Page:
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Panic Attacks

Gray Crawford
Panic Attacks

Have you ever woken up in the middle of the night having a full-blown panic attack?  

You are not alone. Panic attacks are surprisingly common. The latest research has shown that at least one-third of us will experience a panic attack at some point in our lives. 

While symptoms vary from person to person, they can include a pounding heart, shortness of breath, light-headedness, sweating, trembling, nausea, tingling or numbness in the fingers and toes, and an overwhelming sense of impending doom. 

For many people, these alarming sensations, which can mimic a heart attack or other serious medical condition, are accompanied by a conviction that you are in serious danger. But you are not in danger. Instead, panic attacks are a manifestation of the brain and body being out of sync. It’s just a normal physiological fear response happening at a totally inappropriate time. 

So, how can we hit the brakes on panic attacks? 

The good news is that panic attacks usually peak and subsides within 10 or 15 minutes. 

So there is a couple of solid techniques that can help you ride them out. 

Chief among those is recognizing your experience is just a panic attack and not a more serious medical crisis and then gently reminding yourself that there’s nothing physically unsafe happening. Panic always pass and focusing on this belief can alleviate the symptoms. This method takes practice, but the more you do it, the better you get at doing it. 

The other major technique is focussing on your breath. Most people breathe, on average, about 12 to 20 breaths a minute. But when you’re hyperventilating you’re easily doubling that. Therefore you should try to gradually slow your breathing to between 5 and 10 breaths per minute and aiming to make your exhales longer than your inhales. This deep breathing stimulates the vagus nerve, the longest nerve in the body which runs through regions including the digestive system and diaphragm and feeds directly into the brainstem’s nucleus of the solitary tract. The vagus nerve carries signals and sensory information to and from the brain and regulates functions including heart rate, breathing rate, and digestion.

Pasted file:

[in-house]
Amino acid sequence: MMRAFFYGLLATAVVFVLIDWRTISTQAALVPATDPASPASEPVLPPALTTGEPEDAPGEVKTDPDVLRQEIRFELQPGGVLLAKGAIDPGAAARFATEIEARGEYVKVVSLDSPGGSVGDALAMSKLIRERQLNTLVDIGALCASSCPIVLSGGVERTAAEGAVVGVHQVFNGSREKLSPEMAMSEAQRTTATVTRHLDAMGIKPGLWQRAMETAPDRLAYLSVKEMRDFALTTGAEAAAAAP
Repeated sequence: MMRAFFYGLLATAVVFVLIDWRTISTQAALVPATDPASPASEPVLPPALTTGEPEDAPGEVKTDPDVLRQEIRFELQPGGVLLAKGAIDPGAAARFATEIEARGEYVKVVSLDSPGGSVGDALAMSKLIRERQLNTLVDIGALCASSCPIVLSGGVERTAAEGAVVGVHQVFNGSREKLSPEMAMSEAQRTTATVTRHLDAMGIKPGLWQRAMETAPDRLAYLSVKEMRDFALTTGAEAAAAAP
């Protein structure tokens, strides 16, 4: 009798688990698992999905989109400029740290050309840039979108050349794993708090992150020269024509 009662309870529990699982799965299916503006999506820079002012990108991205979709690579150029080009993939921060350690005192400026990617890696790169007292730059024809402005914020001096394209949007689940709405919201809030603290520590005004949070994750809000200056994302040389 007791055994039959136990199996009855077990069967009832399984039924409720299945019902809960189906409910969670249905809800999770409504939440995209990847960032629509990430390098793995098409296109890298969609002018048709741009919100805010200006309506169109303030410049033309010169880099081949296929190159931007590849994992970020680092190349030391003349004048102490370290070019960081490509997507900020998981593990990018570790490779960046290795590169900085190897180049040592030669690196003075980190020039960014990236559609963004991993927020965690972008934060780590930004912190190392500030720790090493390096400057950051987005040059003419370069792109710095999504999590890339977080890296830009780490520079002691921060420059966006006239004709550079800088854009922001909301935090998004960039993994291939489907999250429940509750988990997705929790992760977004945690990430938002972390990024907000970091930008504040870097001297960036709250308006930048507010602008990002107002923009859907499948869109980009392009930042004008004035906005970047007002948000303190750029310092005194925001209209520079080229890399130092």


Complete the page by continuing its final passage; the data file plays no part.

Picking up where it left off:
Counselling can help too. Petersgate counsellors have found that cognitive-behavioral therapy, which is designed to gradually help you modify your behavioral responses to life events, can strengthen the neural connections between the frontal cortex and the amygdala. This makes panic sufferers more adept at talking themselves down off the ledge. 

Ultimately, panic attacks are just fear of fear. So if you are no longer afraid, it passes.